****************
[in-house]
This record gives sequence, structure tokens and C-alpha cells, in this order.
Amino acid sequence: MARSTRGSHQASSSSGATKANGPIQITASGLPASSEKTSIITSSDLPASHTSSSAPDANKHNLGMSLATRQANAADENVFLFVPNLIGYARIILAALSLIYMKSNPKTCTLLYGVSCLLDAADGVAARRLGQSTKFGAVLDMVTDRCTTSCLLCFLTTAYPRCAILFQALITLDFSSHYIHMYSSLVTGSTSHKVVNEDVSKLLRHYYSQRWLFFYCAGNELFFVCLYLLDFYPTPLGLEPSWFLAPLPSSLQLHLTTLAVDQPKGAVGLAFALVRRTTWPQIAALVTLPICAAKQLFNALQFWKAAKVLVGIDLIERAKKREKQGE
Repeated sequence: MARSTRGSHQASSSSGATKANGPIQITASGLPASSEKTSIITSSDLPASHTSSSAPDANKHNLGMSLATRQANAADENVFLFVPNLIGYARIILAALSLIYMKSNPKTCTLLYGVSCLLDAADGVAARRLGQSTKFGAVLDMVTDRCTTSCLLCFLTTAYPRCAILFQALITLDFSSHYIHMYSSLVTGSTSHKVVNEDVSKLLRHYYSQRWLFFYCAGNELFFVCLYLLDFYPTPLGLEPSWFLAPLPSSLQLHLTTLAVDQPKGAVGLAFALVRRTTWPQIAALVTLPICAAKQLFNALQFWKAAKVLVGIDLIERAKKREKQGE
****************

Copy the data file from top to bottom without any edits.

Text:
[in-house]
This record gives sequence, structure tokens and C-alpha cells, in this order.
Amino acid sequence: MARSTRGSHQASSSSGATKANGPIQITASGLPASSEKTSIITSSDLPASHTSSSAPDANKHNLGMSLATRQANAADENVFLFVPNLIGYARIILAALSLIYMKSNPKTCTLLYGVSCLLDAADGVAARRLGQSTKFGAVLDMVTDRCTTSCLLCFLTTAYPRCAILFQALITLDFSSHYIHMYSSLVTGSTSHKVVNEDVSKLLRHYYSQRWLFFYCAGNELFFVCLYLLDFYPTPLGLEPSWFLAPLPSSLQLHLTTLAVDQPKGAVGLAFALVRRTTWPQIAALVTLPICAAKQLFNALQFWKAAKVLVGIDLIERAKKREKQGE
Repeated sequence: MARSTRGSHQASSSSGATKANGPIQITASGLPASSEKTSIITSSDLPASHTSSSAPDANKHNLGMSLATRQANAADENVFLFVPNLIGYARIILAALSLIYMKSNPKTCTLLYGVSCLLDAADGVAARRLGQSTKFGAVLDMVTDRCTTSCLLCFLTTAYPRCAILFQALITLDFSSHYIHMYSSLVTGSTSHKVVNEDVSKLLRHYYSQRWLFFYCAGNELFFVCLYLLDFYPTPLGLEPSWFLAPLPSSLQLHLTTLAVDQPKGAVGLAFALVRRTTWPQIAALVTLPICAAKQLFNALQFWKAAKVLVGIDLIERAKKREKQGE